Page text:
Boris Johnson’s plan to move Parliament to York has been kiboshed. According to yesterday’s papers, the officials in charge of the parliamentary restoration have ruled it out on the basis that it has ‘constitutional implications‘ following interventions by both Speakers.
This is good news, and not just because moving the capital – which moving the seat of government amounts to – is a bad idea. It also provides a helpful check to the slightly hysterical portrait of the Prime Minister as a proto-dictator.
Martin Kettle offered up an example of this in the Guardian earlier this week, when he accused Johnson and Dominic Cummings of ‘silencing’ Parliament. Citing their failed effort to prorogue it in 2019, he then cites a list of what he considers to be warning signs of the Government’s ‘presidential’ style.
Kettle is drawing on a deep well. You might remember David Allen Green’s list of Theresa May’s ‘constitutional outrages’, most of which were outrageous mainly because he did not like the result. Or Andrew Rawnsley calling for a codified constitution on the basis that parliamentary procedure appears “bewildering and arcane” to people who don’t normally pay any attention to it, as if that were not the case everywhere.
Even Anne Applebaum, in her recent book about the rejection of the liberal order by ungrateful electorates, describes Johnson’s decision to remove the whip from MPs who voted against the Government in a de facto matter of confidence as “unprecedented”, rather than the most natural thing in the world.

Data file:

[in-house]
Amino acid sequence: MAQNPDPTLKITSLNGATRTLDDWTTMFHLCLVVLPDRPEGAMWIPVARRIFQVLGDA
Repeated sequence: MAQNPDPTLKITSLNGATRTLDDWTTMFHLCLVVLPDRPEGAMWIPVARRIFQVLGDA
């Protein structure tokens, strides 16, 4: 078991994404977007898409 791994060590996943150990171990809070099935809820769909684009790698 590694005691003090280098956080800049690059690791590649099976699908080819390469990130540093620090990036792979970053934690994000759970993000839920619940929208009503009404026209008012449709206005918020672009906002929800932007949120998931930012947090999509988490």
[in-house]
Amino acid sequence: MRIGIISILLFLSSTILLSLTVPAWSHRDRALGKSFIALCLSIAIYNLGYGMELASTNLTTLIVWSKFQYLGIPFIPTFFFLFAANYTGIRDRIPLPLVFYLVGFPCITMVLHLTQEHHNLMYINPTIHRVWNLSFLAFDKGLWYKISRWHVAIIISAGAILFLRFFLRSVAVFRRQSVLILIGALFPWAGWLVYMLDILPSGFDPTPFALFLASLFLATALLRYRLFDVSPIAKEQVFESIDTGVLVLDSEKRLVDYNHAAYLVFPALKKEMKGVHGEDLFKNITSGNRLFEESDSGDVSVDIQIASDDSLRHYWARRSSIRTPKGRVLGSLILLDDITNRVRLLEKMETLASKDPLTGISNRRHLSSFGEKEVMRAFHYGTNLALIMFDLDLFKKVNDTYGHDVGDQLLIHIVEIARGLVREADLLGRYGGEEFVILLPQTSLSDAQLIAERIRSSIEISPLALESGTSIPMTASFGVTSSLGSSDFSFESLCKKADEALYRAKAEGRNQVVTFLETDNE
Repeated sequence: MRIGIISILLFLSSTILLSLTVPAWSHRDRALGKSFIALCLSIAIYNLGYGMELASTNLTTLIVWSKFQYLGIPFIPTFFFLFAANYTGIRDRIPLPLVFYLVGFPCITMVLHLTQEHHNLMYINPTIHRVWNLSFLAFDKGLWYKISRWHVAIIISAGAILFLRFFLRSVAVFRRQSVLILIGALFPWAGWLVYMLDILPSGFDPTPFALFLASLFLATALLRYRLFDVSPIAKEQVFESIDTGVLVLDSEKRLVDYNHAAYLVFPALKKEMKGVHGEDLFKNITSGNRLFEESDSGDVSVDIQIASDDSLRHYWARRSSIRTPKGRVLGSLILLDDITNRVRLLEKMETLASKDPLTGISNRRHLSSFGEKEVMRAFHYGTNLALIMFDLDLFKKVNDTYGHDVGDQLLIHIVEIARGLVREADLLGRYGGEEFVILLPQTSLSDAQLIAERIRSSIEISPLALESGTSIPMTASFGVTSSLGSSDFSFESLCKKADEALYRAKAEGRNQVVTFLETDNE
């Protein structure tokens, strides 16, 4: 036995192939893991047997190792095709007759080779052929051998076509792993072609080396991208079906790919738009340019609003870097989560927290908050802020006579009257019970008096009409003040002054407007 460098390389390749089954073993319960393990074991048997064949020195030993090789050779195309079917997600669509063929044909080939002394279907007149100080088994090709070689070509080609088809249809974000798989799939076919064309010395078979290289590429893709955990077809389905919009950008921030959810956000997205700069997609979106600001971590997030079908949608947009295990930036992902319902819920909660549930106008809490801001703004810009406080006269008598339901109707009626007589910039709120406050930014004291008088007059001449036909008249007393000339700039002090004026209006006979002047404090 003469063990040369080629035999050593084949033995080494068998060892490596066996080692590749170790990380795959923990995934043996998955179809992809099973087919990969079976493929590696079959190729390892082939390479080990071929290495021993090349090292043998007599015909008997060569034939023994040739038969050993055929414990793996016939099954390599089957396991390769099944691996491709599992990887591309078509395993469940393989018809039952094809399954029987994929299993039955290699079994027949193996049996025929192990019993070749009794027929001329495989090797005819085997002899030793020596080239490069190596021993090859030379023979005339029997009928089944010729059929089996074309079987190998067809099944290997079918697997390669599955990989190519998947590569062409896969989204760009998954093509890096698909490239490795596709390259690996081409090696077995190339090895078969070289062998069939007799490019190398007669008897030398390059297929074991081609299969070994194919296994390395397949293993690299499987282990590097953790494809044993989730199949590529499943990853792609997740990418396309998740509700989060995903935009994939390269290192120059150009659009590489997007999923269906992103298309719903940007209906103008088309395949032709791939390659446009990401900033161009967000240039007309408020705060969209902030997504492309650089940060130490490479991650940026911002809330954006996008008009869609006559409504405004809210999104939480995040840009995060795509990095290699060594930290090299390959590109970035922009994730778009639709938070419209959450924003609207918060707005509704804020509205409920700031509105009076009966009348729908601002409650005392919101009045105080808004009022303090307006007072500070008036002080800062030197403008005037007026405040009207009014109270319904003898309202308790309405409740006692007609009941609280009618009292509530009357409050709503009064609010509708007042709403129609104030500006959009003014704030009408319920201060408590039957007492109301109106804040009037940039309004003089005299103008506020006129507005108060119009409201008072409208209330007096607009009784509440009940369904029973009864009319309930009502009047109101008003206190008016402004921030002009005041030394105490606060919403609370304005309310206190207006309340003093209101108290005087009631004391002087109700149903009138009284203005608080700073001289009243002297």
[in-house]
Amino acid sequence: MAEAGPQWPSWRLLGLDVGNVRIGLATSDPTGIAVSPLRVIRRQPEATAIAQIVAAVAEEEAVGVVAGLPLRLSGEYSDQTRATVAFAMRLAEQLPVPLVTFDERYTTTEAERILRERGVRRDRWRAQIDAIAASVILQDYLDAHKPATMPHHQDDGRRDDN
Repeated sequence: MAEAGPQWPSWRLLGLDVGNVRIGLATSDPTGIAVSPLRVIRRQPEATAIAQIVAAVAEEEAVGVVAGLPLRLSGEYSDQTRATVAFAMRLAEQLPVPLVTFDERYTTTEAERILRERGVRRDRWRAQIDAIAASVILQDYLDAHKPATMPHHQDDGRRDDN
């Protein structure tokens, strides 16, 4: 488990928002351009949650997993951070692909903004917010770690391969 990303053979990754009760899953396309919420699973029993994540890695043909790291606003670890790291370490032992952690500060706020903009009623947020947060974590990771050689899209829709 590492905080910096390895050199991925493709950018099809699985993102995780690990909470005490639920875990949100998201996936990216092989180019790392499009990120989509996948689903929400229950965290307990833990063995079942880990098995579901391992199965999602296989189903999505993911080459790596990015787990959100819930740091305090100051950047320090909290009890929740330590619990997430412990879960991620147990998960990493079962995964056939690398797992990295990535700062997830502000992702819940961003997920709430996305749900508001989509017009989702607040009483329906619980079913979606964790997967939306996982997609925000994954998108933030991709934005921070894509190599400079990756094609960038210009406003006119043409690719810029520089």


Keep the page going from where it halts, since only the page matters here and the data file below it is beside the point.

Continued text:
In Kettle’s case, it’s true that Johnson shows no great affection for the Commons. But then neither did Tony Blair. The increased distance between the Prime Minister and the legislature is a slowly-evolving feature of our constitution, not a Johnsonian innovation. And it’s difficult to square the idea that the Government is deliberately keeping MPs away from Parliament with the fierce criticism it received just in May for trying to bring them back too quickly.
The extraordinary, high-octane parliamentary drama of the past few years have spoiled enthusiasts for politics. Knife-edge votes, floor crossings, and totemic defeats are not the normal means by which the Commons holds the Government to account. In normal times – and a healthy governing majority is the British norm, in the long view – the influence is subtler.
But it is there. We see it clearly displayed in the two Speakers shooting down the York proposals, and in the way angry Tory MPs forced a swift u-turn over A Level results. The institutional and the political legislature, each flexing their muscles.
None of this is to say that there aren’t worthwhile reforms which could make Parliament more effective. In fact, as I have set out previously, such changes will be vital if the Government is to have any long-term hope of taking back control from the courts, quangos, and other elements of the standing State.
But let’s not pretend that summoning MPs back to London so they can vie to record angry clips for their Facebook feeds is a useful benchmark for the influence of the Commons.